In the race to secularize society - that is, strip it of religious and traditional underpinnings - blinders seem to be in fashion. The Christmas holiday is on the chopping block, and a double standard seems to be blinding the wise.
Since the longstanding holiday of Christmas is this coming weekend, it seems fitting to address the issue in the context of the workplace.
Picture yourself on a visit to the Far East in the spring. Throughout Japan, India, Sri Lanka, Cambodia, and Thailand (to name a few) you find people celebrating Vesak, commemorating the birth, enlightenment, and death of Buddha. Bodhi Trees are decorated with garlands and colored flags, and rows of lamps are lined up around the tree. Every Buddhist takes the day off to attend special services in honor of Buddha and to rededicate themselves to his teachings.
This is a big event to employers who are Buddhist, and no one begrudges them the right to acknowledge their beliefs and conduct business how they want.
In Jamaica, you may find people celebrating the birthday of Haile Selassie, the founder of Rastafarianism. You certainly wouldnít begrudge Rastafarian employers the right to celebrate in whatever manner they choose.
In the Arab world, late fall is the time for Ramadan, Islamís holiest month of the year. Islamic employers make allowances to accommodate varying work schedules during Ramadan. One example is closing businesses at 3:00 PM so employees can attend their familyís evening ďbreak of the fastĒ meal. (Note: Non-Islamic employers are encouraged to do this as well.)
It is also common practice for Muslim employees to give each other cards of encouragement, and employees are given time off to attend Eid prayers at the end of Ramadan. In the Arab world, where Islam is the dominant religion, no one would dare challenge these practices.
So what about western society, where Christianity has been the dominant religion for several millennia? Varying polls show that between 60 and 90% of the US population attends church, and some 90% believe in God. With these figures, how is it that so many workplaces are shying away from Christmas?
Traditionally, Christmas is celebrated by decorating trees (similar to Buddhists decorating trees for Vesak), giving Christmas cards (similar to Muslim practices during Ramadan), and the giving of gifts (what good business person doesnít understand the economic impact of that?).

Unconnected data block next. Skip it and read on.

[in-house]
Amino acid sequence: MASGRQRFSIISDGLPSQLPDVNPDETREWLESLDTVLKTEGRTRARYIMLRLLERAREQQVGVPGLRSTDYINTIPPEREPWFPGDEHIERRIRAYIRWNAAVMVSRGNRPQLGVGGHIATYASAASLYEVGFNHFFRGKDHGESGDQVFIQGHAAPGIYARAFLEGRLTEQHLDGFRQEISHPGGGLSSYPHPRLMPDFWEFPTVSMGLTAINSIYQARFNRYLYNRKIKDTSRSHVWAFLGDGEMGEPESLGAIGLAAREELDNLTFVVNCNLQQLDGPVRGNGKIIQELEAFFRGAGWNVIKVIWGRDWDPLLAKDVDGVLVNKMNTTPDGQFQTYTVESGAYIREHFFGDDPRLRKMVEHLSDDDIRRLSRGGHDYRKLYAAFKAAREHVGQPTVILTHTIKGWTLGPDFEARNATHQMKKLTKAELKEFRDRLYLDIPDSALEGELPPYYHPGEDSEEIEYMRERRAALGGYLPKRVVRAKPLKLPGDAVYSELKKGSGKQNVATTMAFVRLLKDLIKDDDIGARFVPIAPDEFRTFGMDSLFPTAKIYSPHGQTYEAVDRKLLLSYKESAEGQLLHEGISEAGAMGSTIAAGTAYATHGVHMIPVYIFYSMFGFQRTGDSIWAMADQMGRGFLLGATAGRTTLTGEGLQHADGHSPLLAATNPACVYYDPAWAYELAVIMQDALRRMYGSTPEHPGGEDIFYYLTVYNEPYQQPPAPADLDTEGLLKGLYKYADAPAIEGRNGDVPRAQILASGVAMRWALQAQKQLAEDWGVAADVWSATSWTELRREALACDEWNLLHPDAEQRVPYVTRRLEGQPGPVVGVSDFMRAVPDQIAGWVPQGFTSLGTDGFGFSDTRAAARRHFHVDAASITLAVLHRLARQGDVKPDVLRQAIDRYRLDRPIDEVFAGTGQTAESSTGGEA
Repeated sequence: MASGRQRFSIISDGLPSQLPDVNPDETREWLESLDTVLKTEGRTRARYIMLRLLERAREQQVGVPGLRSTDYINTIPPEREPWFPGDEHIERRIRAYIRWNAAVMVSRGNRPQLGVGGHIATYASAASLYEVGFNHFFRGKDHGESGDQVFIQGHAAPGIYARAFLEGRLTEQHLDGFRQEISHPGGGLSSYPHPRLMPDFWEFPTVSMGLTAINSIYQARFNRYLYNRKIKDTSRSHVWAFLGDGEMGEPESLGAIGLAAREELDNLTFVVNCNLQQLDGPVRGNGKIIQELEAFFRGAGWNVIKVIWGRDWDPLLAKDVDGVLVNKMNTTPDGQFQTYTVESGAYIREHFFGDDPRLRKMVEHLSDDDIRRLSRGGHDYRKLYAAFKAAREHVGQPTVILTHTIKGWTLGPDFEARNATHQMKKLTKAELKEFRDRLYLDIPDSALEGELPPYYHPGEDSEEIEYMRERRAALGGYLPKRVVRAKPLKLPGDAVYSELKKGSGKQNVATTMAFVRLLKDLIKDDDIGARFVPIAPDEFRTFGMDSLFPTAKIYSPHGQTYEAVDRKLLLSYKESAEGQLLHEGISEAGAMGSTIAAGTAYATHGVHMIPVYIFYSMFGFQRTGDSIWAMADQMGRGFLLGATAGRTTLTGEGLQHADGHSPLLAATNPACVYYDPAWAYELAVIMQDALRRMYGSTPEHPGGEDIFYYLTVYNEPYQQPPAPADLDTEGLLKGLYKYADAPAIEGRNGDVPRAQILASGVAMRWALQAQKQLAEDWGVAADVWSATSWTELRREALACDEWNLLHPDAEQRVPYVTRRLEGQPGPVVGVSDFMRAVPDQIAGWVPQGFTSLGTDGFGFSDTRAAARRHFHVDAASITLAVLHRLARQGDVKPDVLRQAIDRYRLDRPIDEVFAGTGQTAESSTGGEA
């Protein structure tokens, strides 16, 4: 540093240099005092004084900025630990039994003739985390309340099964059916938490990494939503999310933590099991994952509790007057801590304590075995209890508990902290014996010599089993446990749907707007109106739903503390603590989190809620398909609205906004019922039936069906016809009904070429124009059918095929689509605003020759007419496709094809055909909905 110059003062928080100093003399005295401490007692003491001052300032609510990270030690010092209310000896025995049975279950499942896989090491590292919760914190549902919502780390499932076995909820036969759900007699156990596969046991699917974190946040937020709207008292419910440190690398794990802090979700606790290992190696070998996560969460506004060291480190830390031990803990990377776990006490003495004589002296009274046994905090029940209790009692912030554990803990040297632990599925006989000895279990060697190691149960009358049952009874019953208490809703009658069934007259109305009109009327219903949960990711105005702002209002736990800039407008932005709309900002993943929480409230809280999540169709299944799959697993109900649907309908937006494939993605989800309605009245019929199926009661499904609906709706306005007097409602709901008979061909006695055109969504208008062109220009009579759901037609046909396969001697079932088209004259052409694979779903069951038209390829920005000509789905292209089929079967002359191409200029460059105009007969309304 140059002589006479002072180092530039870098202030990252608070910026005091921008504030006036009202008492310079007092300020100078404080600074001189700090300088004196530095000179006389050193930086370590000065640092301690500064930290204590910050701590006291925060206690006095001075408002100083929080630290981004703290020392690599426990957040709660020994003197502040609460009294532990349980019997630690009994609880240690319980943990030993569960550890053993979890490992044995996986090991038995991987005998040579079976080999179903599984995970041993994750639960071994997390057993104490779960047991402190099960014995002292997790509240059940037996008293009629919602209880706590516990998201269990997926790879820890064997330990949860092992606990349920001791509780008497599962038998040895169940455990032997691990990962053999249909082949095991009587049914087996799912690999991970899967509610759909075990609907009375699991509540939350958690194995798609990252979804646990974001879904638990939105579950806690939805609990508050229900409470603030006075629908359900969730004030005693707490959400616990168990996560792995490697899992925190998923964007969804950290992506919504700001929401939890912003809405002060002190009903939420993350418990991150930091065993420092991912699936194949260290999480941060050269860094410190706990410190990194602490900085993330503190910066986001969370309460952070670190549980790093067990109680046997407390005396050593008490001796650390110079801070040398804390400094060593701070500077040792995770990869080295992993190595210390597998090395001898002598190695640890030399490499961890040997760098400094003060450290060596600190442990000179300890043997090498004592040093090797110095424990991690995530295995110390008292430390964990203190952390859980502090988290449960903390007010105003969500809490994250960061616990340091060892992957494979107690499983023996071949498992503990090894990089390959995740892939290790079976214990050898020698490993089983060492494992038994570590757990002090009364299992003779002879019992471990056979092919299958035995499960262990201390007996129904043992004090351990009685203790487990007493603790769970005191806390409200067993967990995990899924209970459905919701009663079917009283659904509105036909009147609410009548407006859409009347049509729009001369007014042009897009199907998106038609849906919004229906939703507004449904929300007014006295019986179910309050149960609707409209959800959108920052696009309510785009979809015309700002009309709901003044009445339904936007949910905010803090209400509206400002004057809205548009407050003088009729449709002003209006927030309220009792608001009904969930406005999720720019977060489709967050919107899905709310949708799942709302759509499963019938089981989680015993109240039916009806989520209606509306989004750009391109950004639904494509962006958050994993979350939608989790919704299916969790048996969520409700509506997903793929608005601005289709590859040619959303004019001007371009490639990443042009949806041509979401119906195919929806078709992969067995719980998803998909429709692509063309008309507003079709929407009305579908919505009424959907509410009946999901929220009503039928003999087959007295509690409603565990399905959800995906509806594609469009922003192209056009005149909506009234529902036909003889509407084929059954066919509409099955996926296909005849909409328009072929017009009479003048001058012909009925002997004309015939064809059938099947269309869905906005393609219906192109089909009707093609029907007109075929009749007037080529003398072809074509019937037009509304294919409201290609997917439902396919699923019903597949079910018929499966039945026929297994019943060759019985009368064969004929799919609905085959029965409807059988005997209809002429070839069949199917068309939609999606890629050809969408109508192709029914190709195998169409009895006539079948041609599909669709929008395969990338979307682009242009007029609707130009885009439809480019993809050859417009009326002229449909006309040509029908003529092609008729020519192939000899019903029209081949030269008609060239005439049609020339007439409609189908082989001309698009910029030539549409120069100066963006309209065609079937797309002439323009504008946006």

The person of Christ is also at the center of the holiday. Whereas Buddha, Haile Selassie, and Muhammad remain at the center of celebration in other cultures, the mere mention of Christ in western workplaces has been deemed offensive in recent years.
Iím scratching my head.
Picture yourself in the Far East, trying to squelch all mention of Buddha in the workplace and see how far you go.
Picture yourself in Jamaica trying to say Haile Selassie is for private discussion only and see what happens to you.
Picture yourself trying to quell all Ramadan practices in the Arab workplace and Ö well, you get the picture.
Facts are facts. No matter where I look in the laws of western culture, I canít find anyplace where being offended is cause for someone else to stop what theyíre doing.
If people wouldnít demand that an Arab business owner in a predominantly Arab country stop all mention and practices of Ramadan, they certainly canít demand that a Christian business owner in a predominately Christian country stop all mention and practices of Christmas. Or can they?
Can you say ďdouble standard?Ē
Facts are facts, and letís not confuse them: The majority of people in America go to Christian churches and 90 per cent say they believe in God. And the first amendment of the US Constitution says that congress shall make no laws prohibiting the free exercise of religion.
So go for it, business owners. If you feel like celebrating Christmas in your workplace, you have world-wide precedent for doing so. Donít let the facts get confusing. Exercise your rights if you so choose. It is, as they say, the most wonderful time of the year!